Karl Popper, Objective Knowledge

The BAC 2014 proposed to the L series as a text commentary an excerpt from Objective Knowledge where Karl Popper attacks determinism.

Karl Popper’s text, Objective Knowledge

I have called physical determinism a nightmare. It is a nightmare because it asserts that the whole world, with all that it contains, is a gigantic automaton, and that we are nothing more than small cogs, or sub-automaton
cogs, or sub-automats at best.

It destroys, in particular, the idea of creativity. It reduces to a state of the idea that, in the preparation of this conference, I used my brain to create and
I used my brain to create something new. What
happened there, according to physical determinism, is that certain parts of my body parts of my body drew black marks on a white paper, and nothing more: any physicist with sufficiently detailed information could have written my lecture thanks to this very simple method:
predict the precise locations where the physical system composed of my body (including
including my brain, of course, and my fingers) and my pen would draw black marks.

Or, to use a more striking example: if physical determinism is correct, then a completely deaf physicist, who has never heard music in his life, could write all the symphonies and concertos by Mozart or symphonies and concertos by Mozart or Beethoven, by means of a simple method, which would be to study the precise physical states of their bodies and to predict where they would draw black marks on their staff. And our deaf physicist could do even better: by studying the bodies of Mozart and Beethoven
Beethoven’s bodies carefully enough, he could write scores that were never actually written by Mozart or Beethoven, but which they would have written if certain circumstances of their lives had been different.
—Had they have eaten, say, lamb instead of chicken and drunk tea instead of coffee.

Objective Knowledge, 1972

Correction of the 2014 text commentary series L

Author’s thesis Karl Popper, Objective Knowledge,

In this excerpt, Karl Popper defends an idea:

[Physical determinism] It is a nightmare because it asserts that the
world, with all that it contains, is a gigantic automaton.

It is this proposition that Popper tries to explain throughout the excerpt the extract, unfolding all its consequences.

The author Karl Popper and his work La Connaissance

Objective Knowledge gathers texts written for the most part between 1965 and 1971. Karl Popper leads an epistemological reflection.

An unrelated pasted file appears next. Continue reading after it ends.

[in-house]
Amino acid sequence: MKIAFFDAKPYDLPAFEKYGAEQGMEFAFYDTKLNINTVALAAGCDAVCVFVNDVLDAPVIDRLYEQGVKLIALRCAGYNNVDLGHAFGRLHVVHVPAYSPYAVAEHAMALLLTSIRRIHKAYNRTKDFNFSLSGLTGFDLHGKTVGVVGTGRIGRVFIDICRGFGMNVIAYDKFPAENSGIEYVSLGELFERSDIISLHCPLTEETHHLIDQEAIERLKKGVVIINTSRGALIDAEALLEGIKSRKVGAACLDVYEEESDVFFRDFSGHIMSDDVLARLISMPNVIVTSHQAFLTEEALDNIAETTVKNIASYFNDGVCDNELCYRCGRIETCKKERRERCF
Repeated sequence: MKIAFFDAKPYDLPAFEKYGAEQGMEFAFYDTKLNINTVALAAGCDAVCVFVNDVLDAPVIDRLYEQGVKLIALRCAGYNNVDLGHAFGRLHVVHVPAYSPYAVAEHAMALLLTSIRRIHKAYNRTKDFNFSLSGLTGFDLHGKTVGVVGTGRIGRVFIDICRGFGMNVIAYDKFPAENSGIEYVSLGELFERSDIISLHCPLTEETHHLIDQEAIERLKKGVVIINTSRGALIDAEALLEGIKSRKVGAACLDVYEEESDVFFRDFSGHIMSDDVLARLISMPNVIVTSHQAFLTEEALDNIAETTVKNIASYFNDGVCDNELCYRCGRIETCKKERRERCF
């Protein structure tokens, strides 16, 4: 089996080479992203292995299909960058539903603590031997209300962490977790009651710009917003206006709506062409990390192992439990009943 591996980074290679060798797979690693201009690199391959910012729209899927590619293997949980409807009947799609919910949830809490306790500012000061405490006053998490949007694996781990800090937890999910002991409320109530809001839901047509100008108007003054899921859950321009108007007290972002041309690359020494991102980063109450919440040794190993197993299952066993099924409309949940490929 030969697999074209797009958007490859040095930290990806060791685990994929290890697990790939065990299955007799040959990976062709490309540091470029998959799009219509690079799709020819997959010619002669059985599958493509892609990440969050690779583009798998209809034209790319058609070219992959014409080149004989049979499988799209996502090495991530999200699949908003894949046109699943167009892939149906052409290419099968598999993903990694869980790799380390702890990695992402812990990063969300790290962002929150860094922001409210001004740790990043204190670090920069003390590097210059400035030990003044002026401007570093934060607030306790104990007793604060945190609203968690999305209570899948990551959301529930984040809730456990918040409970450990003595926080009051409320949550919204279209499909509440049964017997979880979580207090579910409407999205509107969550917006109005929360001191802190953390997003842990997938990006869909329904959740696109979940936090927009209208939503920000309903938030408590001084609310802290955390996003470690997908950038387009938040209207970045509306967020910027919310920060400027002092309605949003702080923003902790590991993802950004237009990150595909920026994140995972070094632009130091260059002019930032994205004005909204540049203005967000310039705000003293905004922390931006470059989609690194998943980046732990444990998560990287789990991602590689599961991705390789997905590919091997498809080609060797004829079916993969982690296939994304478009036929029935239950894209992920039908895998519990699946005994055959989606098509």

Epistemology: Part of philosophy which has to object to the critical study of the postulates, conclusions and methods of a particular science considered from the point of view of its evolution, in order to determine its logical origin, the value and the scientific and philosophical scope

For Karl Popper, it is notably a question of understanding what a science is,
that is to say, from which moment on one can say of a discipline that it is a true science?

→ See Karl Popper’s ideas on science

But in this extract, it is more about the question of
free will. Is man a machine, all his actions the result of physical and chemical gears, or does he possess his own
freedom? Popper treats this first hypothesis as a nightmare, and defends the second one, the end defends the second one, the free will of man and his creativity.

Outline for the text commentary Karl Popper, Objective Knowledge
objective, 1972

In the first part, the destruction of

→ Physical determinism denies the idea of creation on the part of the
individual, and reduces all movements, all actions of the individual to a simple machine, an automaton.

In a second part, physical determinism applied to Karl

→ The example of Popper’s lecture: if a scientist knew
popper’s physical state, he could have rewritten exactly the same lecture.

In a third part, the example of physical determinism applied to music.

→ Pushed further, the principle of physical determinism establishes that any person, even a deaf person, knowing perfectly well the physical condition of a musician such as Mozart or Beethoven, could compose the same music as Mozart or music as Mozart or Beethoven, or even to compose a music that they would have written in other circumstances.

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the corrections of the baccalauréat 2014